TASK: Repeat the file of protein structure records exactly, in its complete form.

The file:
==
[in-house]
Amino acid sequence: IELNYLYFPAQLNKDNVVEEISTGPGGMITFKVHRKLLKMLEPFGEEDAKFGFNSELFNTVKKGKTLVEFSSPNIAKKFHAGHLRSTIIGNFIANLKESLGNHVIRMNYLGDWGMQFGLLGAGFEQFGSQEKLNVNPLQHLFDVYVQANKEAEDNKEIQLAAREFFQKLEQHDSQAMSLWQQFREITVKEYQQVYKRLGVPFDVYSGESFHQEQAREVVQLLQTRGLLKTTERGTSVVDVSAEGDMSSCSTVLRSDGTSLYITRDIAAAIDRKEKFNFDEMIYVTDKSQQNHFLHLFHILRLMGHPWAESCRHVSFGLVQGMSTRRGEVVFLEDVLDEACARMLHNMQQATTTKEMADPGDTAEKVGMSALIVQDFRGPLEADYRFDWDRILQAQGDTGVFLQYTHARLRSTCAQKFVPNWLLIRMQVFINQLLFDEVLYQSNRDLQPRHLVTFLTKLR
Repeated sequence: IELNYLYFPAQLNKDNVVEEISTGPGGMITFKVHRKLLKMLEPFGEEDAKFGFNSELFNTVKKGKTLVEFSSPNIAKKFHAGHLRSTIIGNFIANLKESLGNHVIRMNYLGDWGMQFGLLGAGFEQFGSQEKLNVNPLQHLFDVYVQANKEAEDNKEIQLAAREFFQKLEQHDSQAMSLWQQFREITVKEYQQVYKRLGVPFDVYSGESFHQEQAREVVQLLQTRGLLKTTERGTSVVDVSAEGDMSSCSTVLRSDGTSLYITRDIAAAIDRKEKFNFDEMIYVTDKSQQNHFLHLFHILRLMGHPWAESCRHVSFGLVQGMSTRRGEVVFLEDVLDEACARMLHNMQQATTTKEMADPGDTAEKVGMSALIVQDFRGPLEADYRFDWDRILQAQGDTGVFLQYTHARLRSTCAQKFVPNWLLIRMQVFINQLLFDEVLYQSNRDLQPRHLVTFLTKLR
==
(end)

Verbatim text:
[in-house]
Amino acid sequence: IELNYLYFPAQLNKDNVVEEISTGPGGMITFKVHRKLLKMLEPFGEEDAKFGFNSELFNTVKKGKTLVEFSSPNIAKKFHAGHLRSTIIGNFIANLKESLGNHVIRMNYLGDWGMQFGLLGAGFEQFGSQEKLNVNPLQHLFDVYVQANKEAEDNKEIQLAAREFFQKLEQHDSQAMSLWQQFREITVKEYQQVYKRLGVPFDVYSGESFHQEQAREVVQLLQTRGLLKTTERGTSVVDVSAEGDMSSCSTVLRSDGTSLYITRDIAAAIDRKEKFNFDEMIYVTDKSQQNHFLHLFHILRLMGHPWAESCRHVSFGLVQGMSTRRGEVVFLEDVLDEACARMLHNMQQATTTKEMADPGDTAEKVGMSALIVQDFRGPLEADYRFDWDRILQAQGDTGVFLQYTHARLRSTCAQKFVPNWLLIRMQVFINQLLFDEVLYQSNRDLQPRHLVTFLTKLR
Repeated sequence: IELNYLYFPAQLNKDNVVEEISTGPGGMITFKVHRKLLKMLEPFGEEDAKFGFNSELFNTVKKGKTLVEFSSPNIAKKFHAGHLRSTIIGNFIANLKESLGNHVIRMNYLGDWGMQFGLLGAGFEQFGSQEKLNVNPLQHLFDVYVQANKEAEDNKEIQLAAREFFQKLEQHDSQAMSLWQQFREITVKEYQQVYKRLGVPFDVYSGESFHQEQAREVVQLLQTRGLLKTTERGTSVVDVSAEGDMSSCSTVLRSDGTSLYITRDIAAAIDRKEKFNFDEMIYVTDKSQQNHFLHLFHILRLMGHPWAESCRHVSFGLVQGMSTRRGEVVFLEDVLDEACARMLHNMQQATTTKEMADPGDTAEKVGMSALIVQDFRGPLEADYRFDWDRILQAQGDTGVFLQYTHARLRSTCAQKFVPNWLLIRMQVFINQLLFDEVLYQSNRDLQPRHLVTFLTKLR